HMRC consults on changes to the calculation of stamp duty land tax and multiple dwellings relief

28 March 2022

The CIOT and ATT responded to HMRC's consultation on amending the stamp duty land tax rules for acquisitions of mixed-use property and for multiple dwellings relief.

HMRC’s consultation on Stamp Duty Land Tax: Mixed – Property Purchases and Multiple Dwellings Relief considers two areas: applying an apportionment basis to the acquisition of mixed-use properties (properties consisting of both residential and non-residential property); and changes to stamp duty land tax (SDLT) multiple dwellings relief (MDR) for purchases of two or more dwellings.

The aim is to stop buyers classifying or re-classifying their purchases as mixed-use to take advantage of the lower non-residential rates or to claim multiple dwellings relief in a way that is considered inappropriate.

The consultation is a stage 1 consultation seeking views on the policy design and any alternatives before consulting further on specific proposals for reform.


Purchases of mixed-use property are currently wholly charged to the lower non-residential rates of SDLT (a maximum of 5% compared to a top rate of 17% for residential property). The consultation seeks views on introducing an apportionment method of calculating SDLT to apply residential rates to the residential element and non-residential rates to the non-residential part of the mixed-use property.

In the CIOT’s response, we agreed that apportionment should remove the incentive to put forward unmerited claims (or reclaims) for small elements of non-residential use to obtain the benefit of the much lower SDLT mixed-use rates in what is, in effect, a residential property acquisition. However, apportionment adds complexity to what is already a complicated area, particularly for conveyancers who are not tax advisers, and the need for a valuation for more transactions.

Introducing apportionment would lead to a higher rate of SDLT than is currently paid on some mixed-use transactions that are predominantly commercial. Recent HMRC research points to a 1% increase in the effective rate of SDLT on commercial transactions, giving rise to an 11.7% decrease in the number of non-residential transactions.

The method of apportionment proposed in the consultation has the potential to tax the residential elements of a high value transaction with a relatively low value dwelling (such as farms with a low value farmhouse or a development site with a small residential element) at disproportionately high rates and to introduce inconsistency in that similar transactions could suffer a significantly different tax treatment.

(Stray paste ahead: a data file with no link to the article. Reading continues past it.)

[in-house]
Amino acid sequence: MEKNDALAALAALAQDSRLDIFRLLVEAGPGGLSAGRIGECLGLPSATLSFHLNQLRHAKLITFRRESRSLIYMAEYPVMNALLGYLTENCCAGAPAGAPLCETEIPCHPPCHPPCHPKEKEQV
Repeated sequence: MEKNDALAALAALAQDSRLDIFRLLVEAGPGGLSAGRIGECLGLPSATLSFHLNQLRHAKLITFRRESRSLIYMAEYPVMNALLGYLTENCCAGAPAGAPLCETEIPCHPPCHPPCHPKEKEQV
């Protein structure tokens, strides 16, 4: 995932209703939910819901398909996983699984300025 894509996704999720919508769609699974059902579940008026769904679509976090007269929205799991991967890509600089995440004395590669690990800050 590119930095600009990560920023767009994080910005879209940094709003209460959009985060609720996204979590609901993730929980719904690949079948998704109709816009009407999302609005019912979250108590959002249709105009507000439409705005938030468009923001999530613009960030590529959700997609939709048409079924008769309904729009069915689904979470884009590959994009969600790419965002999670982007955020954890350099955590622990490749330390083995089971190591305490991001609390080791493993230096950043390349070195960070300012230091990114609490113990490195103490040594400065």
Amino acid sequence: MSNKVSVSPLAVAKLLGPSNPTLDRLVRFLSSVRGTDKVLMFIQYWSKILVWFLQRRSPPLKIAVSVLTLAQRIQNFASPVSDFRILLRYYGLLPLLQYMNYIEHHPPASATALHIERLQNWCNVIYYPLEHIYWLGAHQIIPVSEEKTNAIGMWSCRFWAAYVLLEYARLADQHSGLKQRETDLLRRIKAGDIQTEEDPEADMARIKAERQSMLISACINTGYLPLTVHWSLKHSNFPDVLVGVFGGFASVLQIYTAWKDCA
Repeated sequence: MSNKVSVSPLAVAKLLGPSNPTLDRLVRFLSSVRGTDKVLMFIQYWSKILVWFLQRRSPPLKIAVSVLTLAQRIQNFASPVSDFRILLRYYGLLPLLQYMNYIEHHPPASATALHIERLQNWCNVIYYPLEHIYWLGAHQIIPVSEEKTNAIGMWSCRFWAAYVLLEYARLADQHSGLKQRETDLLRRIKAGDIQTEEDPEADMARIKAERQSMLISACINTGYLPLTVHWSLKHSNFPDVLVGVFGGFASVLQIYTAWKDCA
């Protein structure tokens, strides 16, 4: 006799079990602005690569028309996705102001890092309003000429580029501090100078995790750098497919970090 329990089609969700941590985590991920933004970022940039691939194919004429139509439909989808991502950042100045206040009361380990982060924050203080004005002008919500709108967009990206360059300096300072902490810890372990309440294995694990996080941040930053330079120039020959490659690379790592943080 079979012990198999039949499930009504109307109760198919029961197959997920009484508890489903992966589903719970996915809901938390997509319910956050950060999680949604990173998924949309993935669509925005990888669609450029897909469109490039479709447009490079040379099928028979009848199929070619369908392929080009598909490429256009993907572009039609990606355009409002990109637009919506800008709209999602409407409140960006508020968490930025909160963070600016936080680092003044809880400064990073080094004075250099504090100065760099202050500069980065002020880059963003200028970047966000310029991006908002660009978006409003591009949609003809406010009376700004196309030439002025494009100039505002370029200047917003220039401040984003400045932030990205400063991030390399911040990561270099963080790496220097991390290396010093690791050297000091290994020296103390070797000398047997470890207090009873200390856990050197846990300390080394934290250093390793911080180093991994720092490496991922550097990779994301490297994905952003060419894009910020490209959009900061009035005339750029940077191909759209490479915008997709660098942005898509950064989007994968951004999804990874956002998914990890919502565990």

Those disadvantages could be overcome by using a calculation method similar to the existing method for MDR with:

  • the residential element being assessed at rates appropriate to the consideration for the residential element only (as under existing MDR rules in FA 2003 Schedule 6B, but allowing the higher rates to apply, where appropriate); and
  • the non-residential element being charged at rates applicable to the overall price.

An alternative proposal put forward in the consultation is to introduce a rule whereby an acquisition of mixed-use property is only taxed wholly at the non-residential SDLT rates if the non-residential element of the transaction is above a certain threshold of the consideration (50% is suggested). This approach would remove the possibility of including a token amount of non-residential property in a purchase to gain the benefit of the lower mixed-use rates with the advantage of a reasonable degree of certainty at a relatively low valuation cost. However, it introduces an inevitable cliff edge and therefore potential for dispute at the boundaries and raises the question of the level of an appropriate threshold that would be consistent with wider policy aims.